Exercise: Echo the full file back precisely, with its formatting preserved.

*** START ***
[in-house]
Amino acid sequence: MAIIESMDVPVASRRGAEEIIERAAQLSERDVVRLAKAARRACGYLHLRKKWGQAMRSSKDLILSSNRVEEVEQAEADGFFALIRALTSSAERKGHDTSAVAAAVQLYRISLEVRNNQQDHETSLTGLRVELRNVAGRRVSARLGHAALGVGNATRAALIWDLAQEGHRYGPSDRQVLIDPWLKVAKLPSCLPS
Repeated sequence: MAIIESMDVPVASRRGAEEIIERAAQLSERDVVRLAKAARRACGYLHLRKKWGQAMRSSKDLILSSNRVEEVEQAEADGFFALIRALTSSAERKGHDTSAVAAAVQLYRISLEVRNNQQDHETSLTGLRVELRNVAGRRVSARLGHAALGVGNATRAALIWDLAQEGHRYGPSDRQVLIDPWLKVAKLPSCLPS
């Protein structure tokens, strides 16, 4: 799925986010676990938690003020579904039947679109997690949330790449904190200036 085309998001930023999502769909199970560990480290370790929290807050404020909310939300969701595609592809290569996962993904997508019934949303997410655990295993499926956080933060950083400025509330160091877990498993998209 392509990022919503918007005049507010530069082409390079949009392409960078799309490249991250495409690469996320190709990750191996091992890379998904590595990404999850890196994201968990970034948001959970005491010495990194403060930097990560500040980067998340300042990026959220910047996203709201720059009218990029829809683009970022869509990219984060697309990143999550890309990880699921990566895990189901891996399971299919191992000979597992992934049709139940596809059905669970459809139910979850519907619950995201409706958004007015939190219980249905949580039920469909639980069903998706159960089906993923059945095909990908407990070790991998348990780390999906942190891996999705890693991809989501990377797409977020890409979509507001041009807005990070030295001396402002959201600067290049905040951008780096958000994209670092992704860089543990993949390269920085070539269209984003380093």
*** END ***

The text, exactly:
[in-house]
Amino acid sequence: MAIIESMDVPVASRRGAEEIIERAAQLSERDVVRLAKAARRACGYLHLRKKWGQAMRSSKDLILSSNRVEEVEQAEADGFFALIRALTSSAERKGHDTSAVAAAVQLYRISLEVRNNQQDHETSLTGLRVELRNVAGRRVSARLGHAALGVGNATRAALIWDLAQEGHRYGPSDRQVLIDPWLKVAKLPSCLPS
Repeated sequence: MAIIESMDVPVASRRGAEEIIERAAQLSERDVVRLAKAARRACGYLHLRKKWGQAMRSSKDLILSSNRVEEVEQAEADGFFALIRALTSSAERKGHDTSAVAAAVQLYRISLEVRNNQQDHETSLTGLRVELRNVAGRRVSARLGHAALGVGNATRAALIWDLAQEGHRYGPSDRQVLIDPWLKVAKLPSCLPS
């Protein structure tokens, strides 16, 4: 799925986010676990938690003020579904039947679109997690949330790449904190200036 085309998001930023999502769909199970560990480290370790929290807050404020909310939300969701595609592809290569996962993904997508019934949303997410655990295993499926956080933060950083400025509330160091877990498993998209 392509990022919503918007005049507010530069082409390079949009392409960078799309490249991250495409690469996320190709990750191996091992890379998904590595990404999850890196994201968990970034948001959970005491010495990194403060930097990560500040980067998340300042990026959220910047996203709201720059009218990029829809683009970022869509990219984060697309990143999550890309990880699921990566895990189901891996399971299919191992000979597992992934049709139940596809059905669970459809139910979850519907619950995201409706958004007015939190219980249905949580039920469909639980069903998706159960089906993923059945095909990908407990070790991998348990780390999906942190891996999705890693991809989501990377797409977020890409979509507001041009807005990070030295001396402002959201600067290049905040951008780096958000994209670092992704860089543990993949390269920085070539269209984003380093």